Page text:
By: Joe Hogan, Living with CMT1A 

I heard a loud pop. Then came the sudden swelling. All I’d been doing was walking down the sidewalk when my left leg snapped. At first, I thought it was just sprained. I kept limping on it for two weeks until a doctor confirmed it was broken.

As a child, I had weak legs and walked on my tiptoes. Running and jumping was always a challenge. I was officially diagnosed with Charcot-Marie-Tooth Type 1A (CMT1A) in my 30s.

In addition to the challenges with my legs and feet, I began losing the fine motor skills in my hands. Not being able to type accurately, button my shirt or tie my shoes is beyond frustrating, but CMT didn’t stop with my hands.


Should I Amputate My Foot?

After I broke my leg, I started walking on my ankle, creating pressure sores that kept getting infected and more broken bones in my foot. I was incredibly self-conscious of my misshapen leg and ankle. People would make comments about the way I walked or stare at me. I didn’t want to go to a pool or beach where I’d have to expose my leg.

Finally, in 2017, I had ankle reconstruction. For the first time in years, my leg looked normal. But CMT had other plans. The reconstruction didn’t work because the bones stopped fusing together. All the metal had to be removed.

I was back to where I started.

Doctors gave me three options: 1) live with the pain and wear a removable cast for the rest of my life, 2) undergo another surgery that probably won’t work, or 3) amputate a portion of my leg.

I chose amputation.

Joe Hogan on Living with CMT

It may sound odd, but losing my foot was actually a gift. Because of CMT, I’d had so many surgeries, infections, broken bones, months on crutches and casts that it actually felt freeing to be rid of that constant suffering. My uncle, who also has CMT and also had to have his left foot amputated, told me he never regretted it.

But this is not a family legacy I want to pass on. This is not acceptable.


It’s Time for More than Hope

Today, I wear a hybrid prosthetic where my foot used to be that looks like a running blade. It has a “foot” on it so I can wear any shoe. I can’t jump out of bed at night to go to the bathroom without putting on my leg, and showering requires sitting or covering the prosthetic. But mentally, I’m better than ever.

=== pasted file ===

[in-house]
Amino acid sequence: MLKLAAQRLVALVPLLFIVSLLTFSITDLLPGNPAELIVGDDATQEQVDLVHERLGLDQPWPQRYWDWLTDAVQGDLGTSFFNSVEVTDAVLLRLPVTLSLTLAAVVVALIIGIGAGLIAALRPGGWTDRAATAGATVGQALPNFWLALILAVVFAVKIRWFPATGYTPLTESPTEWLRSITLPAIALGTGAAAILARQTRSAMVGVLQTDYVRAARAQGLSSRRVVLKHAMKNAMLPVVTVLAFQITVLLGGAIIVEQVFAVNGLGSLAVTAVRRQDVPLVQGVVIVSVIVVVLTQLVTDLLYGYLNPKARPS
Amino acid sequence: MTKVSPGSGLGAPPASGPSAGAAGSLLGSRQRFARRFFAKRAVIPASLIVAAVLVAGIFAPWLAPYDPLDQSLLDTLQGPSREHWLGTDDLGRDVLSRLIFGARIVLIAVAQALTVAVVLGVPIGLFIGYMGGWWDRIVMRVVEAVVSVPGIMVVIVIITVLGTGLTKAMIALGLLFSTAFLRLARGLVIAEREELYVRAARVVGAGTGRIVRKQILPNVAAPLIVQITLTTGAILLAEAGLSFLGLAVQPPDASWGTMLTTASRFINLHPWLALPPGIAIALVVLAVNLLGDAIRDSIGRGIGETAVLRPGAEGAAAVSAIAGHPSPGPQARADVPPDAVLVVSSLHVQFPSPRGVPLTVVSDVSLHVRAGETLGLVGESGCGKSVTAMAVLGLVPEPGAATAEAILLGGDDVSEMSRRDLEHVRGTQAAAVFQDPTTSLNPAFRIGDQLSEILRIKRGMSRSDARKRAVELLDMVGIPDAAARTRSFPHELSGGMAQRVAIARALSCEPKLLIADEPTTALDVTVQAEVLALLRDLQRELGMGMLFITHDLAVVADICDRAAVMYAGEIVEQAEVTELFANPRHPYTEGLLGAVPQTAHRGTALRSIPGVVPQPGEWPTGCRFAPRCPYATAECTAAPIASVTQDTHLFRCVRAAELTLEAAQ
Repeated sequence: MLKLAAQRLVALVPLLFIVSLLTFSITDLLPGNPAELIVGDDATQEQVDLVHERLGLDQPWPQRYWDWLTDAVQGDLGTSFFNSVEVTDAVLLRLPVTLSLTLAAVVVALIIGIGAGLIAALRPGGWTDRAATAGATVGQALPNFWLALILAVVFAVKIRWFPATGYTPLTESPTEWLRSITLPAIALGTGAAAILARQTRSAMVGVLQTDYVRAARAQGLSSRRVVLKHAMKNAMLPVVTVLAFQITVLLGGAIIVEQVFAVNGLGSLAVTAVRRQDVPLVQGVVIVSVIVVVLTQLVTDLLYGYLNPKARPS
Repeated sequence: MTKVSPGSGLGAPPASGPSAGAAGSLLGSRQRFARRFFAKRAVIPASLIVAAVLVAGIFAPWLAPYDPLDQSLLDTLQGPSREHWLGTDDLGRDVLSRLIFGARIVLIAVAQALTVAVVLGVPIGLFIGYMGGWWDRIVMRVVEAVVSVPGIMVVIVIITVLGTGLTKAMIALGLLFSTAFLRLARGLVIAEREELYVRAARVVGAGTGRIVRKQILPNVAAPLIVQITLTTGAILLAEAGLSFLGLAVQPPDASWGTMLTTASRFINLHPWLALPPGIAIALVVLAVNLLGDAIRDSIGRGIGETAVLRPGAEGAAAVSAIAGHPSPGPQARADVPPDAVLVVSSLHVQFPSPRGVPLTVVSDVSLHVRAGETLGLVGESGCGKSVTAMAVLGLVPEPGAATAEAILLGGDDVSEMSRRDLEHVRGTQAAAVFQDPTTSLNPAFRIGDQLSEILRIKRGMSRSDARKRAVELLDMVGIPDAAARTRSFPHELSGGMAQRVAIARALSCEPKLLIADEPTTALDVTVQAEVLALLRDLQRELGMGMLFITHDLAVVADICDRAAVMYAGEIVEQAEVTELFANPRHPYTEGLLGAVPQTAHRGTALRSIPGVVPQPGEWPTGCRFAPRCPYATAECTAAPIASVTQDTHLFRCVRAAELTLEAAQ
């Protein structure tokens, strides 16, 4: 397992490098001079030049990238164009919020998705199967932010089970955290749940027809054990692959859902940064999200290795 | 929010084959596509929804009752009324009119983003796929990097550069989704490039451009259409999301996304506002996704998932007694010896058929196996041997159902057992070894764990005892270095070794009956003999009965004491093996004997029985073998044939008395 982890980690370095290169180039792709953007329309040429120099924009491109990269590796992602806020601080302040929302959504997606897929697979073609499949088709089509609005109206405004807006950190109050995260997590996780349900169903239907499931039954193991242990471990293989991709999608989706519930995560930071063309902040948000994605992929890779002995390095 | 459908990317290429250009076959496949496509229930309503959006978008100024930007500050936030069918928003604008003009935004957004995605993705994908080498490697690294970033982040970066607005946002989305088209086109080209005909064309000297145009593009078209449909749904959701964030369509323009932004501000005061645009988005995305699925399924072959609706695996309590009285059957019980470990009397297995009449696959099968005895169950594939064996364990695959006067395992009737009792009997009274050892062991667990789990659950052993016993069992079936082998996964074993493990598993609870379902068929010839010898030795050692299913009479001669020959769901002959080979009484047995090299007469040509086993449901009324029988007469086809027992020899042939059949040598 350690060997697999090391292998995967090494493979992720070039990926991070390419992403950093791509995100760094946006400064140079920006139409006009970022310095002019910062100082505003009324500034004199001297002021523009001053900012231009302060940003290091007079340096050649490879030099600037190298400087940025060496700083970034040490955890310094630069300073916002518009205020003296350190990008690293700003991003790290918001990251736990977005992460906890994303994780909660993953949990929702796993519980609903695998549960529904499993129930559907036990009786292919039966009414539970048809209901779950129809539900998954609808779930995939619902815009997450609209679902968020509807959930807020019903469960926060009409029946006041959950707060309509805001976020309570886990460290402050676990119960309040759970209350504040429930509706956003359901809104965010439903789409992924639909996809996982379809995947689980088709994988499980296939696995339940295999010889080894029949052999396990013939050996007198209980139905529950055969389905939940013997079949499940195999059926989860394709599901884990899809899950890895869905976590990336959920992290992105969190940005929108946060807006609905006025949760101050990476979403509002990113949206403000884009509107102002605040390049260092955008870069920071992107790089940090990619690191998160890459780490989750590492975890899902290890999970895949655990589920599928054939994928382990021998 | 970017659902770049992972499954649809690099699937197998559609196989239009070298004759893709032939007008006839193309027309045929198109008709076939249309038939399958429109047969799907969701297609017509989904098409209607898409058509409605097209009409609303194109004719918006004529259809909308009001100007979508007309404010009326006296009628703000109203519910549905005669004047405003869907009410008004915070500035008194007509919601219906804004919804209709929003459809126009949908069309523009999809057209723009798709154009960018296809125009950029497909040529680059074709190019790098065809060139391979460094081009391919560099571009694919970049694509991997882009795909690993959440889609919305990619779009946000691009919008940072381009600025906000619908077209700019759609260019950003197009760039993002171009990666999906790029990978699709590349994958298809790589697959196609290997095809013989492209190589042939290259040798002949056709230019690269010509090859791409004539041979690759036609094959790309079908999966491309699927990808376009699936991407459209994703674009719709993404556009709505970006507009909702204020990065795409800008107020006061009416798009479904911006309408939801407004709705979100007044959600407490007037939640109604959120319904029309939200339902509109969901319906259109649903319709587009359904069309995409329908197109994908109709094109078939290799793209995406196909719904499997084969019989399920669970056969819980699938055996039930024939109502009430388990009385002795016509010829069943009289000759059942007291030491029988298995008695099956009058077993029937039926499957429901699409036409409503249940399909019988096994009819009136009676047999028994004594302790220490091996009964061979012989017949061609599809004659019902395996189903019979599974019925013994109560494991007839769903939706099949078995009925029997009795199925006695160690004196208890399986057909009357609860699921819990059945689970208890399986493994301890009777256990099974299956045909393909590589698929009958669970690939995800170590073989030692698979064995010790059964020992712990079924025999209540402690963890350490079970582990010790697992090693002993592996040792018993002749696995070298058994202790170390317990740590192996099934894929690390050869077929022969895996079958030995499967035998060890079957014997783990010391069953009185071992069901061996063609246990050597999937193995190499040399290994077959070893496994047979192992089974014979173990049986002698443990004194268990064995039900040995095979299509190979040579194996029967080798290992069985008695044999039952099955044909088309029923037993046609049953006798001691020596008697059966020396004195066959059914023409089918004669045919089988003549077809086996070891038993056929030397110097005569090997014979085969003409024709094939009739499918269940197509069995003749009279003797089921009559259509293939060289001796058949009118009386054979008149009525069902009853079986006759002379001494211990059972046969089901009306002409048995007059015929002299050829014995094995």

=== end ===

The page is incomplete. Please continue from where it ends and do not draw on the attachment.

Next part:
For way too long, those of us with CMT have heard that we just have to “live with it.” The mental capacity it takes to focus on things that able-bodied people take for granted is emotionally draining. CMT can pull our focus from what we could be doing as creative humans and shifts it to just trying to stay upright. I’ve started a personal fundraiser to benefit the CMT Research Foundation because we need more than hope. We need treatments.

Thanks to the CMT Research Foundation’s work and the research they’re funding, I finally have more than hope. While CMT has taken my leg, I believe their approach to CMT research will help save my hands before I lose all function completely. A treatment for me would mean getting strength and function back into my hands and fingers. But more importantly, it would mean no other boy or girl had to suffer in pain or worry about putting one foot in front of the other as they walked (or ran) on the playground.

Today, I’m proud of my remaining leg and my prosthetic. I’ve had my jeans hemmed so that my prosthetic is exposed and on display. It’s a daily reminder that I’m stronger than I think and that I will be part of the force that changes the future of this disease.

You can find Joe on Instagram and Facebook at @jhogan.


Give More than Hope: Start Your CMT Fundraiser

You can give Joe and everyone living with CMT more than hope by starting a personal fundraising page to raise money for the most promising CMT research that’s solely focused on delivering treatments and cures. Setting up your fundraiser is easy! Not ready to create a personal fundraising page? Support Joe’s fundraiser or make a donation to the CMT Research Foundation now to speed urgently needed answers to families.